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I was honored to receive tenure this year from the University of Bridgeport. This is the second time I have been so honored by a fine school of design. I am poud and very pleased to become a solid part of the Shintaro Akatsu School of Design at UB.
I received tenure in 1991 at the University of Hartford’s Hartford Art School (medal designed by the wonderful sculptor Lloyd Glasson). Life interrupted the continuity of my residence at that fine school in 2000. I anticipate going for a third tenure decision in another 25 years, which will be 2041.
My newest book, Listening to Type: Making Language Visible, is being printed and will be available in August. It is a partner volume with The Elements of Graphic Design, 2nd Edition, which continues as a widely-adopted text and resource for working designers.
The back cover copy reads:
An Expansive Array of Visuals, Sparkling Writing, and Thorough Research on the Evolution of Typography With this visually stunning primer, designers will develop the skills and vision to produce truly innovative, insightful type design. All the basics of type design are covered, and in-depth information is provided on more advanced topics such as the differences between type applications, how typography creates identity, and what best inspires readers. Chapters cover:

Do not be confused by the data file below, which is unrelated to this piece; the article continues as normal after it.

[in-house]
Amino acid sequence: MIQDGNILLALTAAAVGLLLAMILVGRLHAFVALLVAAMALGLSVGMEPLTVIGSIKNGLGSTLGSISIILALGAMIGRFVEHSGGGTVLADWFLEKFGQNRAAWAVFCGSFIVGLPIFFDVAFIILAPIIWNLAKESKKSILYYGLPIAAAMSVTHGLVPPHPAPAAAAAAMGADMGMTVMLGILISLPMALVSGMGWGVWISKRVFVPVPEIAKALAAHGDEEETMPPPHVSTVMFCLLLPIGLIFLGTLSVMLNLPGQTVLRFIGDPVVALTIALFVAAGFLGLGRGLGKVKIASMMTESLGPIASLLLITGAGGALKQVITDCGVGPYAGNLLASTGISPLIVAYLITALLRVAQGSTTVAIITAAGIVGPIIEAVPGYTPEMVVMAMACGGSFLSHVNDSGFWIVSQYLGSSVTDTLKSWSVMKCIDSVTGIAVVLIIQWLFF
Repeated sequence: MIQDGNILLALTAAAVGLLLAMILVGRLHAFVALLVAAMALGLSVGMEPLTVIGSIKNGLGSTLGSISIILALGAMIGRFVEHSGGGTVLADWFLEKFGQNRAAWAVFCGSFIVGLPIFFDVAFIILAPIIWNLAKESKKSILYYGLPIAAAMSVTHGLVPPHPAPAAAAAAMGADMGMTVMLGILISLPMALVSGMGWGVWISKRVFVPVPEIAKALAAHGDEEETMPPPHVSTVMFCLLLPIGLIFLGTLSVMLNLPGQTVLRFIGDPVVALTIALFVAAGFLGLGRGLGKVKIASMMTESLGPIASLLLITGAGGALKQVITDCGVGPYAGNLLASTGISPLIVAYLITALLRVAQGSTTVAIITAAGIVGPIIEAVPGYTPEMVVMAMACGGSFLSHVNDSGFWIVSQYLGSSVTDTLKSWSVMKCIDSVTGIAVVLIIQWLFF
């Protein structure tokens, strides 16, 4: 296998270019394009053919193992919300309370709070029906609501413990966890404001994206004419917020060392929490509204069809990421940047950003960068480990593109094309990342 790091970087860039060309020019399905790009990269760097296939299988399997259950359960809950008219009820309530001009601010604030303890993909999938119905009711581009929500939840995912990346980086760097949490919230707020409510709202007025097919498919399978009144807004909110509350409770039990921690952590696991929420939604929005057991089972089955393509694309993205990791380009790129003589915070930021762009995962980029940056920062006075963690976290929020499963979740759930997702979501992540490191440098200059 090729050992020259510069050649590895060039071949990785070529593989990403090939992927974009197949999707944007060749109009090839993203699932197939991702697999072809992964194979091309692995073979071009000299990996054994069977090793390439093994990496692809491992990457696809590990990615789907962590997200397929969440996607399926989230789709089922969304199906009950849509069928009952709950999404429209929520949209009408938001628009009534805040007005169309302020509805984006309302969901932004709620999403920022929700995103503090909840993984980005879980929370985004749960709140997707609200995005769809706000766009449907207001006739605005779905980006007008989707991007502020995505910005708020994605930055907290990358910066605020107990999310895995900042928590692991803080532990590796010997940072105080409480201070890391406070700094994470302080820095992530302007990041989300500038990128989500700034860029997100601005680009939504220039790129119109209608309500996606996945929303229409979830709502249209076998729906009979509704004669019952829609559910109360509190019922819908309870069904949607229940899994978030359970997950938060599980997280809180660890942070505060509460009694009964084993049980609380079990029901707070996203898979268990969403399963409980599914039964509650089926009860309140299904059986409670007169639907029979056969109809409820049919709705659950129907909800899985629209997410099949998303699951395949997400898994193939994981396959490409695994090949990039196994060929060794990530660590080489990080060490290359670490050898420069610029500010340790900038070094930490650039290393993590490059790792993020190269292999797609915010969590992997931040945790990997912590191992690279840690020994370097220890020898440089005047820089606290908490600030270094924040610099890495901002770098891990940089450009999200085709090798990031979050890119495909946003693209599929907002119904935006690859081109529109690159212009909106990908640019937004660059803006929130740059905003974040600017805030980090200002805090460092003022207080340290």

Designer Alex W. White packs the pages with fifteen hundred images, current and ancient, specially created and found, that illustrate typographic concepts and continue to yield depth, understanding, and connectivity with each viewing. Listening to Type proves that type is much more than groups of letterforms on a page; it is a language with the ability to convey meaning and evoke emotions that represent the spoken words it symbolizes.